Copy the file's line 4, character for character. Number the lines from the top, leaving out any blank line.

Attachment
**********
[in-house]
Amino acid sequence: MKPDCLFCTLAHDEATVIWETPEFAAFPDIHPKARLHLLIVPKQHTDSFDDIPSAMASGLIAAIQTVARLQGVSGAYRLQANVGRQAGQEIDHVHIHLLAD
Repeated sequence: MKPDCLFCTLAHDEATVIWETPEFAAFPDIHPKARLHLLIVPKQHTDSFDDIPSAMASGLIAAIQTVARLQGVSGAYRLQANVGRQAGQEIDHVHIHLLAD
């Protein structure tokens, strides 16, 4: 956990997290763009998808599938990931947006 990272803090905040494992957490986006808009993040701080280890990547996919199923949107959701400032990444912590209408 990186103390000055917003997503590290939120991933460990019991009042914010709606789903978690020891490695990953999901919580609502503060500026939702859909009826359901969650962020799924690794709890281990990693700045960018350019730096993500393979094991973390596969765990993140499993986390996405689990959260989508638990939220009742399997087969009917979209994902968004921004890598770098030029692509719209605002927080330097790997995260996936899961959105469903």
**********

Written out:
């Protein structure tokens, strides 16, 4: 956990997290763009998808599938990931947006 990272803090905040494992957490986006808009993040701080280890990547996919199923949107959701400032990444912590209408 990186103390000055917003997503590290939120991933460990019991009042914010709606789903978690020891490695990953999901919580609502503060500026939702859909009826359901969650962020799924690794709890281990990693700045960018350019730096993500393979094991973390596969765990993140499993986390996405689990959260989508638990939220009742399997087969009917979209994902968004921004890598770098030029692509719209605002927080330097790997995260996936899961959105469903």